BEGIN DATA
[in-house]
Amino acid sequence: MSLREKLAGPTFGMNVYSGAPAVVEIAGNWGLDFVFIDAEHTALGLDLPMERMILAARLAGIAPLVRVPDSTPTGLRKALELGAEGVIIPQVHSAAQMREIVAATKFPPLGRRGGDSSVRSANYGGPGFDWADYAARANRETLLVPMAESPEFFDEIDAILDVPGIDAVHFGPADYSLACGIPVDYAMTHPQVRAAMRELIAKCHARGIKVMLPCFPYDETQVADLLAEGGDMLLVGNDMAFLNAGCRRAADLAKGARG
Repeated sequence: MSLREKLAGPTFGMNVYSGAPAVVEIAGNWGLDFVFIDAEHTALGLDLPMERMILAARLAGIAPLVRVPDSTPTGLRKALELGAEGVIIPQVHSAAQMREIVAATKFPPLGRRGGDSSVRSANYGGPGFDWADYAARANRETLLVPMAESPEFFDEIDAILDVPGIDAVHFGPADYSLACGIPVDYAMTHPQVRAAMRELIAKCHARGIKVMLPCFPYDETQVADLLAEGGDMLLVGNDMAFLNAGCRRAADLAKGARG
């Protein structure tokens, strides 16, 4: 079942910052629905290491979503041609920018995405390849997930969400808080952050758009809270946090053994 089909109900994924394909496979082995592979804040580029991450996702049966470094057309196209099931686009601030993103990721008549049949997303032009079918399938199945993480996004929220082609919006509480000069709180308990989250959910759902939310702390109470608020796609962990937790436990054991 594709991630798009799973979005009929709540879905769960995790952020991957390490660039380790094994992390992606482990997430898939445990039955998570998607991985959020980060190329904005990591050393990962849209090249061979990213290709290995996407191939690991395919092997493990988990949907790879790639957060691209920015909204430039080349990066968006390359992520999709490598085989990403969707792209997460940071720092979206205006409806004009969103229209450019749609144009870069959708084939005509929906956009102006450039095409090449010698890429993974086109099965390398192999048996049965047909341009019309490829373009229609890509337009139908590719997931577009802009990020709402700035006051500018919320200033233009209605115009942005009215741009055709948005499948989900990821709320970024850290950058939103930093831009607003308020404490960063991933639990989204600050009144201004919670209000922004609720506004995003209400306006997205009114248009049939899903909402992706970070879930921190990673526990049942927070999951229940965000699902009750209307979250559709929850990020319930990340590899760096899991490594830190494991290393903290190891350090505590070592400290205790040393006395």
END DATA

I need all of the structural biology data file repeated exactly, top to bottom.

[in-house]
Amino acid sequence: MSLREKLAGPTFGMNVYSGAPAVVEIAGNWGLDFVFIDAEHTALGLDLPMERMILAARLAGIAPLVRVPDSTPTGLRKALELGAEGVIIPQVHSAAQMREIVAATKFPPLGRRGGDSSVRSANYGGPGFDWADYAARANRETLLVPMAESPEFFDEIDAILDVPGIDAVHFGPADYSLACGIPVDYAMTHPQVRAAMRELIAKCHARGIKVMLPCFPYDETQVADLLAEGGDMLLVGNDMAFLNAGCRRAADLAKGARG
Repeated sequence: MSLREKLAGPTFGMNVYSGAPAVVEIAGNWGLDFVFIDAEHTALGLDLPMERMILAARLAGIAPLVRVPDSTPTGLRKALELGAEGVIIPQVHSAAQMREIVAATKFPPLGRRGGDSSVRSANYGGPGFDWADYAARANRETLLVPMAESPEFFDEIDAILDVPGIDAVHFGPADYSLACGIPVDYAMTHPQVRAAMRELIAKCHARGIKVMLPCFPYDETQVADLLAEGGDMLLVGNDMAFLNAGCRRAADLAKGARG
């Protein structure tokens, strides 16, 4: 079942910052629905290491979503041609920018995405390849997930969400808080952050758009809270946090053994 089909109900994924394909496979082995592979804040580029991450996702049966470094057309196209099931686009601030993103990721008549049949997303032009079918399938199945993480996004929220082609919006509480000069709180308990989250959910759902939310702390109470608020796609962990937790436990054991 594709991630798009799973979005009929709540879905769960995790952020991957390490660039380790094994992390992606482990997430898939445990039955998570998607991985959020980060190329904005990591050393990962849209090249061979990213290709290995996407191939690991395919092997493990988990949907790879790639957060691209920015909204430039080349990066968006390359992520999709490598085989990403969707792209997460940071720092979206205006409806004009969103229209450019749609144009870069959708084939005509929906956009102006450039095409090449010698890429993974086109099965390398192999048996049965047909341009019309490829373009229609890509337009139908590719997931577009802009990020709402700035006051500018919320200033233009209605115009942005009215741009055709948005499948989900990821709320970024850290950058939103930093831009607003308020404490960063991933639990989204600050009144201004919670209000922004609720506004995003209400306006997205009114248009049939899903909402992706970070879930921190990673526990049942927070999951229940965000699902009750209307979250559709929850990020319930990340590899760096899991490594830190494991290393903290190891350090505590070592400290205790040393006395």